Wednesday, November 13, 2019
Peggy Brady-Amoon is passionate and positive when it comes to the subject of educational and career development. She teaches and studies these topics at Seton Hall's College of Education and Human Services (CEHS). Much of what drives Professor Brady-Amoon is her own life experience with the subject. She, like many of the people she works with and studies, has experienced the transformative power of education and has seen her career evolve in unexpected ways.
A political science and Spanish major in college, Brady-Amoon once considered law school. A volunteering stint at her school's career counseling office lit a different spark. "I learned that counseling focused on human strengths and understanding people's potential, which I really liked."
She pursued graduate studies in counseling and psychology while raising her two children and working as a counselor and administrator in Academic Support Services at St. Thomas Aquinas College in Rockland County, New York. She enjoyed her work but wanted to go further. "I am a mid-life career enhancer," says Brady-Amoon, who earned a doctorate in Counseling Psychology from Fordham University when she was in her 50s. In truth, Brady-Amoon followed her own advice on career development: pursue what you love and build on what you do well. "A lot of people mistakenly think they are too old to change careers, or that they've missed all their opportunities. But most people don't stay in the same career throughout their lives. We have to be adaptable – and make the most of our opportunities."
In 2008, Brady-Amoon joined the faculty of the college's Department of Professional Psychology and Family Therapy, where she teaches graduate courses in counseling and psychology. Her research focuses on educational and career development with a particular focus on underrepresented people including undocumented immigrants and at-risk youth. She's written numerous peer reviewed articles and has presented at scholarly events including every American Psychological Association convention for the past ten years, including Toronto in 2015 and the International Congress on Applied Psychology in Paris in 2014. Ever the writer, Brady-Amoon is working on two books now. One is a practical guide to careers in psychology, expected in early 2021. The second, begun during her recent sabbatical, is titled, Beyond Expectations, a look at success patterns among at-risk youth compared to their more privileged peers. Writing, she says, allows her to "be part of the professional dialogue and have a greater impact."
Inspiring Students and Faculty
In August, Brady-Amoon reached a career crowning achievement when she was elected as a fellow of the American Psychology Association (APA). The national award recognizes exceptional contributions to the field of psychology. She has also been the recipient of the College of Education's Schreitmueller Outstanding Faculty Servant Leader Award (2016) and the Counselors for Social Justice 'Ohana Award (2015).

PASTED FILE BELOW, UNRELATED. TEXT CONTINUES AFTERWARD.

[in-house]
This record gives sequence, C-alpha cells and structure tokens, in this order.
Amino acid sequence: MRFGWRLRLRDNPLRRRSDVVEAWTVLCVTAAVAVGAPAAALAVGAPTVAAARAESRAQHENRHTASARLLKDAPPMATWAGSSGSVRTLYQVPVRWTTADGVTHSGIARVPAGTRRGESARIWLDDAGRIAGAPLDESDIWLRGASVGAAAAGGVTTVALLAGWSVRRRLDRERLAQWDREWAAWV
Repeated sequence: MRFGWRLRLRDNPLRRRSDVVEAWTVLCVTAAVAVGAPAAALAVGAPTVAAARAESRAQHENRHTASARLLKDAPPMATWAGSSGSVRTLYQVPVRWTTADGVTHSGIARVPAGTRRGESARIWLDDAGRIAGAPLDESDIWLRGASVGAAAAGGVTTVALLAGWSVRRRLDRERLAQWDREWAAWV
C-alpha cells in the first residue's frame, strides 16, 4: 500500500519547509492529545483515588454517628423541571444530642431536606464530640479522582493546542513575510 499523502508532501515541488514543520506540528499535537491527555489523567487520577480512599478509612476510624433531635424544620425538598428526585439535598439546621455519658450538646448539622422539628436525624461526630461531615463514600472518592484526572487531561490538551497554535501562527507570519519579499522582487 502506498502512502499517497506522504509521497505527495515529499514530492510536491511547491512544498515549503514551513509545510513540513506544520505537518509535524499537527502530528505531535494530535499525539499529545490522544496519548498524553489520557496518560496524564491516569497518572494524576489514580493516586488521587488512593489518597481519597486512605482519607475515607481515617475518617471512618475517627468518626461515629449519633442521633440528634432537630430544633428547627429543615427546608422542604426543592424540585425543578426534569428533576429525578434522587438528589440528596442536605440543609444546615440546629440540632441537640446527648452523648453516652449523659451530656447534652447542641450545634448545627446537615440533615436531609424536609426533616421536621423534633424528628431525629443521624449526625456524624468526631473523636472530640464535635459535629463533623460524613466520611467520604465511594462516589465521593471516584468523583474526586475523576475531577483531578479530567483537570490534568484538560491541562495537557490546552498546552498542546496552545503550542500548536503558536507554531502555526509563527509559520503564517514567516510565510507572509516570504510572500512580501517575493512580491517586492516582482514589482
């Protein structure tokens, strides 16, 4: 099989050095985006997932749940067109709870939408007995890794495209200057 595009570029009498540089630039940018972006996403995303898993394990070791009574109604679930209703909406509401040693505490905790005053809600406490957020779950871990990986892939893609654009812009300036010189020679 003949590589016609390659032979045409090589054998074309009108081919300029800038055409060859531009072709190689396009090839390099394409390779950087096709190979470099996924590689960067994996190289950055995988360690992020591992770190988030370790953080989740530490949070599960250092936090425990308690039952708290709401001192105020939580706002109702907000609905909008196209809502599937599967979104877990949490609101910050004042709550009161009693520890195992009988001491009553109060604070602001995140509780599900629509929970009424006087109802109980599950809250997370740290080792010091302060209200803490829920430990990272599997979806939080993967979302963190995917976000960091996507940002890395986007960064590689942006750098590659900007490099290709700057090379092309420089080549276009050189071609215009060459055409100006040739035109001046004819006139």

"Dr. Brady-Amoon is a role model for faculty and students alike," notes Thomas Massarelli, Ph.D., co-chair of the Professional Psychology and Family Therapy Department. "With her leadership and encouragement, eight graduate students received the prestigious American Psychological Association Minority Fellowship in STAY (Services to Transition Age Youth), which involves special national training in Washington, D.C., professional networking opportunities, and a financial award." Adds Massarelli's co-chair, Sandra Lee, Ph.D., "Peggy takes our students from 'knowledge taker to knowledge maker!"
Faith in the Future
Learning something new is what interests her most about her chosen field. A grandmother of five, she also thrives on teaching and mentoring her Seton Hall students: "They often look at things from a slightly different angle, which helps me appreciate the possibilities. I have faith in the future because I can see that people are going to join forces with us to make the world better."
Dr. Brady-Amoon's Tips for Career Changers
- Don't underestimate your experience.
- Consider what you can build on and leverage your skills going forward.
- Be flexible, adaptable and ready to learn.
- Believe in your ability to grow and change
- Use your resources
- Seek mentors and role models; be a mentor and role model
Considering a career in psychology?
What it Means to be a Human
Thinking about studying psychology? Professor Peggy Brady-Amoon, Ph.D.gives a nod to the field of counseling and counseling psychology.